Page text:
Americans used to be entrepreneurial, but there has been a decline in start-ups as a share of all business activity over the last generation. Millennials may be the least entrepreneurial generation in American history. The share of Americans under 30 who own a business has fallen 65 percent since the 1980s.

Americans tell themselves the old job-for-life model is over. But in fact Americans are switching jobs less than a generation ago, not more. The job reallocation rate — which measures employment turnover — is down by more than a quarter since 1990.

There are signs that America is less innovative. Accounting for population growth, Americans create 25 percent fewer major international patents than in 1999. There’s even less hunger to hit the open road. In 1983, 69 percent of 17-year-olds had driver’s licenses. Now only half of Americans get a license by age 18.

In different ways Eberstadt and Cowen are describing a country that is decelerating, detaching, losing hope, getting sadder. Economic slowdown, social disaffection and risk aversion reinforce one another.

Of course nothing is foreordained. But where is the social movement that is thinking about the fundamentals of this century’s bad start and envisions an alternate path? Who has a compelling plan to boost economic growth? If Trump is not the answer, what is?

Now here’s “gemli”:

“Underlying all of our problems is the fact that we is become more stupider in the last few years. We spends our time looking at stupid little screens, tweetin fake news, believin fake news and actin on fake news. Car recks are up because we would rather text that look at the rode.

As we become more stupider we also elected Republicans. In 2001 we did not have a space odyssey. We elected a spaced out oddity which was George doubleyou Bush. We gave our govamint over to people with money instead of people with ideas. Then we had a black president who was a muslin who was not a citizen of this country. For eight years govamint did nothing but fill a buster against a black president. You cant govurn by fill a buster.

Rich people got way richer, cause they was smart. They figured the minimum wage weren’t the minimum you could live on. It was the minimum you could git away with paying. Some folks sat down on wall street to protest but David Brooks said they was stupid hippies.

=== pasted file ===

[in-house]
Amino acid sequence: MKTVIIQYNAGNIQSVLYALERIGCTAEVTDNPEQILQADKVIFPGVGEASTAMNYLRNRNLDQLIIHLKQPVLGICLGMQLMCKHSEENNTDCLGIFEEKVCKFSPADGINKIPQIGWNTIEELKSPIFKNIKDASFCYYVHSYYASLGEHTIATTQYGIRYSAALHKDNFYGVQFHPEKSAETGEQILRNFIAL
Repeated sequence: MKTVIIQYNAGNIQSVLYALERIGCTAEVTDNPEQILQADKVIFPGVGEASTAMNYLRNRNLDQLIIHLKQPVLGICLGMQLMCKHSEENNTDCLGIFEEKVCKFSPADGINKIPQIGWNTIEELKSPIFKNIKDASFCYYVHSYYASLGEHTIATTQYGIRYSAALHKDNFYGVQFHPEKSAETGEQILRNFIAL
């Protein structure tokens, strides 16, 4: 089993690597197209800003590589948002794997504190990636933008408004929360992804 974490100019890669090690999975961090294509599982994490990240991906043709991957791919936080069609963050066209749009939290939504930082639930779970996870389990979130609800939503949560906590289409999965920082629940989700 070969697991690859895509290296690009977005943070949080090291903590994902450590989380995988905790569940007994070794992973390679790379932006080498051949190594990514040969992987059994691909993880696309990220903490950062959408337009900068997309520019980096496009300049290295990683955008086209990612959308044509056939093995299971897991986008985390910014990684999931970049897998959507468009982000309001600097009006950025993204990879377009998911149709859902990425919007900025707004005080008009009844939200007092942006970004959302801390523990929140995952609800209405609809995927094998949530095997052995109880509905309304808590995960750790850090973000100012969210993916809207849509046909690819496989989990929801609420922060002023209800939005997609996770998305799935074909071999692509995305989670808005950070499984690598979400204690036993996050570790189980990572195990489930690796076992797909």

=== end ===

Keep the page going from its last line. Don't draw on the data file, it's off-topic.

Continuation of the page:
Opiods made people even supider. But all the opioids in Ohio was perscribed by doctors who was told to by drug companies. There was a downside when people got hooked but the upside was drug companies got rich, so call it even.

The good thing is, stupid don’t last forever. They elected one of there own to run the country and he got a secretary with no experience to run the schools. So it will all be over soon.”

And now we get to Mr. Cohen, writing from Munich:

This Munich Security Conference was different. A Frenchman defended NATO against the American president. The Russian foreign minister was here but the phantom American secretary of state was not. An ex-Swedish prime minister had to respond to the “last-night-in-Sweden affair” — an ominous incident in a placid Scandinavian state dreamed up in his refugee delirium by Donald Trump.

Surreal hardly begins to describe the proceedings at this annual gathering, the Davos of foreign policy. This is what happens when the United States is all over the place. Allies get nervous; they don’t know what to believe. “Trump’s uncontrolled communication is unsettling the world,” John Kasich, the Republican governor of Ohio, told me. That is an understatement. The Trump doctrine is chaos.

Vice President Mike Pence came, communicated and exited without taking questions. He said the United States would be “unwavering” in its commitment to NATO, whose glories he extolled. (He never mentioned the European Union, whose fragmentation Trump encourages.)

If a question had been allowed, it might have been: “Mr. Pence, you defend NATO but your boss says it’s obsolete. So which is it?”